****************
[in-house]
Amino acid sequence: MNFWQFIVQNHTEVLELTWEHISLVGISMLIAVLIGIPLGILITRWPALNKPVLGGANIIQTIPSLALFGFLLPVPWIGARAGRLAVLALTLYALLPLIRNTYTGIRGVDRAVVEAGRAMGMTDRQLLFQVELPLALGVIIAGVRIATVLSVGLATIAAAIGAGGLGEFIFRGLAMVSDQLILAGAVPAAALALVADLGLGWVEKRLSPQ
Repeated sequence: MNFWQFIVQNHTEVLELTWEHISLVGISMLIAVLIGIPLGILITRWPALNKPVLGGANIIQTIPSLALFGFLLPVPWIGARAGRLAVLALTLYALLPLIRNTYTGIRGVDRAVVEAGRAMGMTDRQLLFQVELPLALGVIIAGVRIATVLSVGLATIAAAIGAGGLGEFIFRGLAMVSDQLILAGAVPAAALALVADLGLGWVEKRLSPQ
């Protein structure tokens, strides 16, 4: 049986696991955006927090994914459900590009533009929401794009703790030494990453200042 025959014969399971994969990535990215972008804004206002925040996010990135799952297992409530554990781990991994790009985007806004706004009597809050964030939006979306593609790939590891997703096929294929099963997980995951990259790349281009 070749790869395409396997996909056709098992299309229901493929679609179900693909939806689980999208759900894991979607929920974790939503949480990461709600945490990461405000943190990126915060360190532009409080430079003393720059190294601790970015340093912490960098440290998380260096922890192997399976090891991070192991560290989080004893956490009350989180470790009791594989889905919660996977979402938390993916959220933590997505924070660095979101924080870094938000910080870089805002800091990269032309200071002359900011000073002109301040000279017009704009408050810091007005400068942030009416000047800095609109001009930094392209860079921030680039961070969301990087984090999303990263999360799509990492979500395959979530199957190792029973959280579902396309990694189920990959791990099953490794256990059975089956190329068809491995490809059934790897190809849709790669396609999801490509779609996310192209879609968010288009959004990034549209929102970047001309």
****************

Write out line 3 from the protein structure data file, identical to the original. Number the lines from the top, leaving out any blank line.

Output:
Repeated sequence: MNFWQFIVQNHTEVLELTWEHISLVGISMLIAVLIGIPLGILITRWPALNKPVLGGANIIQTIPSLALFGFLLPVPWIGARAGRLAVLALTLYALLPLIRNTYTGIRGVDRAVVEAGRAMGMTDRQLLFQVELPLALGVIIAGVRIATVLSVGLATIAAAIGAGGLGEFIFRGLAMVSDQLILAGAVPAAALALVADLGLGWVEKRLSPQ